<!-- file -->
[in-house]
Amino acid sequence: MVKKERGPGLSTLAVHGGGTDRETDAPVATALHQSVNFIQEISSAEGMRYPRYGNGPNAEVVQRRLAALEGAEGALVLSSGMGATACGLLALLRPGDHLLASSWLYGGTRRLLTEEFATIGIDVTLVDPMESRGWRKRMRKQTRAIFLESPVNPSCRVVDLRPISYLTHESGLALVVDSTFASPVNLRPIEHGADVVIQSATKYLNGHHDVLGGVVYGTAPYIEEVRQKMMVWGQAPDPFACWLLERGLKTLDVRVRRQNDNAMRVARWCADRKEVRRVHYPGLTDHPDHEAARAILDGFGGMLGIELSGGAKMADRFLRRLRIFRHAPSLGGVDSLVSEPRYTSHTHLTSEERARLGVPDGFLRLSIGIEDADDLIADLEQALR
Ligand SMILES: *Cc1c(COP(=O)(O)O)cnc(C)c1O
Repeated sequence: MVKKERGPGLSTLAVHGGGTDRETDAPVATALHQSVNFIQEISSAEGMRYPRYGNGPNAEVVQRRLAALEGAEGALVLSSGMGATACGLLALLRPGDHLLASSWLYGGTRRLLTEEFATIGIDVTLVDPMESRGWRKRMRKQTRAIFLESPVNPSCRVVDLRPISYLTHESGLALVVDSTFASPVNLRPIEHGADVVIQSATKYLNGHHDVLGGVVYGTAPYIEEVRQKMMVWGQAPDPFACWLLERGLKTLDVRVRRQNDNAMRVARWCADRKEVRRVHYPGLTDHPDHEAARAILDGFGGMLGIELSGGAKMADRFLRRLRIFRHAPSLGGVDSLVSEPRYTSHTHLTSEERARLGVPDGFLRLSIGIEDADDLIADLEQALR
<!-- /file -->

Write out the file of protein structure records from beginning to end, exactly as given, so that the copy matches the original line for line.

[in-house]
Amino acid sequence: MVKKERGPGLSTLAVHGGGTDRETDAPVATALHQSVNFIQEISSAEGMRYPRYGNGPNAEVVQRRLAALEGAEGALVLSSGMGATACGLLALLRPGDHLLASSWLYGGTRRLLTEEFATIGIDVTLVDPMESRGWRKRMRKQTRAIFLESPVNPSCRVVDLRPISYLTHESGLALVVDSTFASPVNLRPIEHGADVVIQSATKYLNGHHDVLGGVVYGTAPYIEEVRQKMMVWGQAPDPFACWLLERGLKTLDVRVRRQNDNAMRVARWCADRKEVRRVHYPGLTDHPDHEAARAILDGFGGMLGIELSGGAKMADRFLRRLRIFRHAPSLGGVDSLVSEPRYTSHTHLTSEERARLGVPDGFLRLSIGIEDADDLIADLEQALR
Ligand SMILES: *Cc1c(COP(=O)(O)O)cnc(C)c1O
Repeated sequence: MVKKERGPGLSTLAVHGGGTDRETDAPVATALHQSVNFIQEISSAEGMRYPRYGNGPNAEVVQRRLAALEGAEGALVLSSGMGATACGLLALLRPGDHLLASSWLYGGTRRLLTEEFATIGIDVTLVDPMESRGWRKRMRKQTRAIFLESPVNPSCRVVDLRPISYLTHESGLALVVDSTFASPVNLRPIEHGADVVIQSATKYLNGHHDVLGGVVYGTAPYIEEVRQKMMVWGQAPDPFACWLLERGLKTLDVRVRRQNDNAMRVARWCADRKEVRRVHYPGLTDHPDHEAARAILDGFGGMLGIELSGGAKMADRFLRRLRIFRHAPSLGGVDSLVSEPRYTSHTHLTSEERARLGVPDGFLRLSIGIEDADDLIADLEQALR